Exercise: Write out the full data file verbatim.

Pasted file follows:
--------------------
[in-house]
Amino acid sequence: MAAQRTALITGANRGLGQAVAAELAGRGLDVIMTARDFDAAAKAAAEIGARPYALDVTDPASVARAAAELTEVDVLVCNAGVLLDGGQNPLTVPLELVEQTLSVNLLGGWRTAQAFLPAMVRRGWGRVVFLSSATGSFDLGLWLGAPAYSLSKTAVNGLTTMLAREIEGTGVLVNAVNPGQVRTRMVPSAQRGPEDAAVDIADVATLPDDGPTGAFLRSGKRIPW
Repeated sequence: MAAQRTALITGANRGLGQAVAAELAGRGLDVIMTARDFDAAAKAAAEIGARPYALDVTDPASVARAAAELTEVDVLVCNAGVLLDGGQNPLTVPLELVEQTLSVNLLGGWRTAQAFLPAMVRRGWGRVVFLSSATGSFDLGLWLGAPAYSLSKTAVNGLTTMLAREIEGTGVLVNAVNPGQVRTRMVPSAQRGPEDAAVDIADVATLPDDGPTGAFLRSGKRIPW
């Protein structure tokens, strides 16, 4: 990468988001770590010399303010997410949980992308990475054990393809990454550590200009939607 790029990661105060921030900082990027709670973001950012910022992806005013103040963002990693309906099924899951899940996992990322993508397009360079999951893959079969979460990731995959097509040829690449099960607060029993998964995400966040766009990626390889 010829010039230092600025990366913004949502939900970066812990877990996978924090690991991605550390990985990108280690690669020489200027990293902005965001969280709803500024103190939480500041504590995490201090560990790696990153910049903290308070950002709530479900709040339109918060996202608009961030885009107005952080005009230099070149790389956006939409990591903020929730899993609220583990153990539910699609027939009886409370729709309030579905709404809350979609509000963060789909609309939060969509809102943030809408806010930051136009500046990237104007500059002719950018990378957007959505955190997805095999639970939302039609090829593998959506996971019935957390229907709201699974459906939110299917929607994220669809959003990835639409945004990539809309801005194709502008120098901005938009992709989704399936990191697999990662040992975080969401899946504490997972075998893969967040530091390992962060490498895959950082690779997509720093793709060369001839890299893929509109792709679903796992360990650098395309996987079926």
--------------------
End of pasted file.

[in-house]
Amino acid sequence: MAAQRTALITGANRGLGQAVAAELAGRGLDVIMTARDFDAAAKAAAEIGARPYALDVTDPASVARAAAELTEVDVLVCNAGVLLDGGQNPLTVPLELVEQTLSVNLLGGWRTAQAFLPAMVRRGWGRVVFLSSATGSFDLGLWLGAPAYSLSKTAVNGLTTMLAREIEGTGVLVNAVNPGQVRTRMVPSAQRGPEDAAVDIADVATLPDDGPTGAFLRSGKRIPW
Repeated sequence: MAAQRTALITGANRGLGQAVAAELAGRGLDVIMTARDFDAAAKAAAEIGARPYALDVTDPASVARAAAELTEVDVLVCNAGVLLDGGQNPLTVPLELVEQTLSVNLLGGWRTAQAFLPAMVRRGWGRVVFLSSATGSFDLGLWLGAPAYSLSKTAVNGLTTMLAREIEGTGVLVNAVNPGQVRTRMVPSAQRGPEDAAVDIADVATLPDDGPTGAFLRSGKRIPW
């Protein structure tokens, strides 16, 4: 990468988001770590010399303010997410949980992308990475054990393809990454550590200009939607 790029990661105060921030900082990027709670973001950012910022992806005013103040963002990693309906099924899951899940996992990322993508397009360079999951893959079969979460990731995959097509040829690449099960607060029993998964995400966040766009990626390889 010829010039230092600025990366913004949502939900970066812990877990996978924090690991991605550390990985990108280690690669020489200027990293902005965001969280709803500024103190939480500041504590995490201090560990790696990153910049903290308070950002709530479900709040339109918060996202608009961030885009107005952080005009230099070149790389956006939409990591903020929730899993609220583990153990539910699609027939009886409370729709309030579905709404809350979609509000963060789909609309939060969509809102943030809408806010930051136009500046990237104007500059002719950018990378957007959505955190997805095999639970939302039609090829593998959506996971019935957390229907709201699974459906939110299917929607994220669809959003990835639409945004990539809309801005194709502008120098901005938009992709989704399936990191697999990662040992975080969401899946504490997972075998893969967040530091390992962060490498895959950082690779997509720093793709060369001839890299893929509109792709679903796992360990650098395309996987079926």